If there’s one band that have managed to successfully capture the essence of being a teenager and then monetise it, it’s Green Day; almost every child born after 1980 will have gone through a ‘Green Day Phase’ at some point, if only to annoy their parents. Even though their output from the time of 21 Guns has drifted significantly from their punk roots the band’s later, more radio-friendly work allowed them to access a new generation of kids who had outgrown pop music but weren’t quite ready for Metallica.
Taken from their second ‘rock opera’ album 21st Century Breakdown (2009), ’21 Guns’ finds Green Day setting their sights on a stadium-sized ballad – the band had achieved chart success with this formula before with ‘Boulevard of Broken Dreams’ (from 2004’s American Idiot).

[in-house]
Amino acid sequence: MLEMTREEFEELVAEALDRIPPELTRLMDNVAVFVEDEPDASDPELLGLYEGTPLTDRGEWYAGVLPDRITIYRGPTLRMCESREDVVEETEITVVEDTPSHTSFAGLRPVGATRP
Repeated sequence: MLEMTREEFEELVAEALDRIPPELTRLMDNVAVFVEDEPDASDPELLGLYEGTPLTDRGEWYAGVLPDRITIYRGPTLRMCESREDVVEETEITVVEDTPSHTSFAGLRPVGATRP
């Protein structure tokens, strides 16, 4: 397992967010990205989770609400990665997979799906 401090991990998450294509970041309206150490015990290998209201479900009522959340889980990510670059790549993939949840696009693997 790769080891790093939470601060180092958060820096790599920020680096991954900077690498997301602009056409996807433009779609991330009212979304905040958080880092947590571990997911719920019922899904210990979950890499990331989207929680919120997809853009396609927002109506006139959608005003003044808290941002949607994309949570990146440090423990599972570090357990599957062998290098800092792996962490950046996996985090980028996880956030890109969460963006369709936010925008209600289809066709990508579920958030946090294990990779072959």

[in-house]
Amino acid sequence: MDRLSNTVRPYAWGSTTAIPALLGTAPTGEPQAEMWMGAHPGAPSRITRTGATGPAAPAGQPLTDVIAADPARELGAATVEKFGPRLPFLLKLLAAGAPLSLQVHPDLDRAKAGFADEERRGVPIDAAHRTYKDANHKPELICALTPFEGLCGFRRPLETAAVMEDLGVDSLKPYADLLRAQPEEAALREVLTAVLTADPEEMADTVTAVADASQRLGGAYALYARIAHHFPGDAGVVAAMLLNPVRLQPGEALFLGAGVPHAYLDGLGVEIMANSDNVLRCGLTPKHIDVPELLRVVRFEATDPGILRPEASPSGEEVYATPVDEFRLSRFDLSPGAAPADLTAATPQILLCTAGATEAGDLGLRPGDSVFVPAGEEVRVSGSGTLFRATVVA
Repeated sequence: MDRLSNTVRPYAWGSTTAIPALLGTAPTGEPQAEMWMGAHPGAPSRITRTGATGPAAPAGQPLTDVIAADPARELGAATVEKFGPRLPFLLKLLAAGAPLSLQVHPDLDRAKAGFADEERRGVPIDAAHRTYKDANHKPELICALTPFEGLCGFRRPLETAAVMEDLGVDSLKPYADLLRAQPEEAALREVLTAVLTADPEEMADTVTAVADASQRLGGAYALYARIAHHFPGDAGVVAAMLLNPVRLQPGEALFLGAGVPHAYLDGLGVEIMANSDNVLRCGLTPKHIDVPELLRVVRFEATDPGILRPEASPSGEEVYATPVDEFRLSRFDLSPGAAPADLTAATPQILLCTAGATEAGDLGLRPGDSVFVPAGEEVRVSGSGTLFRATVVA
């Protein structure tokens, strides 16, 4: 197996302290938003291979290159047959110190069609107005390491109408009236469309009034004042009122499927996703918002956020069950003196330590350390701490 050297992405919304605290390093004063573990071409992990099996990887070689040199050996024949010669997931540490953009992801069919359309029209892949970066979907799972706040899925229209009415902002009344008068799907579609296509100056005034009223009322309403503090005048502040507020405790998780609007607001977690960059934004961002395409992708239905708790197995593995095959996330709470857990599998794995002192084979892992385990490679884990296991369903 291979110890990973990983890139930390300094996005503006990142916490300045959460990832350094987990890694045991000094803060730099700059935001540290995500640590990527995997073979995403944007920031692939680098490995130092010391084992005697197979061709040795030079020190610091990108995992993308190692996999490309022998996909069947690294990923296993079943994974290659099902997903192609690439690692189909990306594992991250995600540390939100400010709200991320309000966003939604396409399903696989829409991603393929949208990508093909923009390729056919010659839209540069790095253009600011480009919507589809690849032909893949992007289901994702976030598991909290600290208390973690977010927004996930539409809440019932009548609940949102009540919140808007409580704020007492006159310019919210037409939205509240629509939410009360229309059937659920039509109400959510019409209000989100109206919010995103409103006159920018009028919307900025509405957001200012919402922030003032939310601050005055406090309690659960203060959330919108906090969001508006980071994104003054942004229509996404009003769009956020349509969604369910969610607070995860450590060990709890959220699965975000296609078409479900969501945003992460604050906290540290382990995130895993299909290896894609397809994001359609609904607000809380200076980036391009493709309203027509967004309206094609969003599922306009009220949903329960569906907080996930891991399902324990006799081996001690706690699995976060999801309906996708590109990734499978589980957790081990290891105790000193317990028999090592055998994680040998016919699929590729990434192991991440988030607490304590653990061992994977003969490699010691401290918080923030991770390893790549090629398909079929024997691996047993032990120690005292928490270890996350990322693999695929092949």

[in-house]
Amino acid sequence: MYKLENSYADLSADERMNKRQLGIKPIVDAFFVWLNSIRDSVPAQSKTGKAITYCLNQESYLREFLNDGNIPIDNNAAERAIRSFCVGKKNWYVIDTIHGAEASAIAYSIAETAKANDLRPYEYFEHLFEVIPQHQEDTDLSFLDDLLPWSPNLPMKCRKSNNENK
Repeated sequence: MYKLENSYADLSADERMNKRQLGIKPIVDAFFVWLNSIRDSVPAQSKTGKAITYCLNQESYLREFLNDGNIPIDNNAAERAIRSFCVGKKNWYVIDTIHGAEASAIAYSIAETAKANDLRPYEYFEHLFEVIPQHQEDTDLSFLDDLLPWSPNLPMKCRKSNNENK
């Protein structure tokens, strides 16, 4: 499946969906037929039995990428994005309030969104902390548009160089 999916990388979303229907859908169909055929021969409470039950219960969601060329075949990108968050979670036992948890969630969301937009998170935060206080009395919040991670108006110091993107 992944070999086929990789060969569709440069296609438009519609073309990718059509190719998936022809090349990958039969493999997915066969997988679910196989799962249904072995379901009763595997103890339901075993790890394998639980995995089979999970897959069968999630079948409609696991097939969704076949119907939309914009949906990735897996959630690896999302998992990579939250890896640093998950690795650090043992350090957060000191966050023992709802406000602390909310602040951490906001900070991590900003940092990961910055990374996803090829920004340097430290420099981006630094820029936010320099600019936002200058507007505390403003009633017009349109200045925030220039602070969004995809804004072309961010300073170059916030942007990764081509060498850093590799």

Whilst fans of their earlier work might have been shocked by the shift from 2-minute bursts of punk vitriol to 5-minute power ballads, Green Day’s new melodic direction earned them critical acclaim (many reviews pointed out the similarity between the choruses of ’21 Guns’ and Mott The Hoople’s 1972 glam rock hit ‘All The Young Dudes’), chart success and even a Grammy nomination.
Green Day bassist Mike Dirnt keeps it simple on ’21 Guns’, adopting a minimalist, root note orientated approach that supports the song’s radio-friendly ballad atmosphere. During the verses, Mike locks in with Tre Cool’s kick drum, leaving plenty of room in the mix for the vocals.
Not only is his playing less frantic than on older Green Day bass favourites (such as ‘Longview’, ‘When I Come Around’ and ‘Basket Case’), but his tone also has mellowed over the years – the bass sound of ’21 Guns’ is far less aggressive than his previous output, with only a hit of ‘bite’ from his picked p-bass.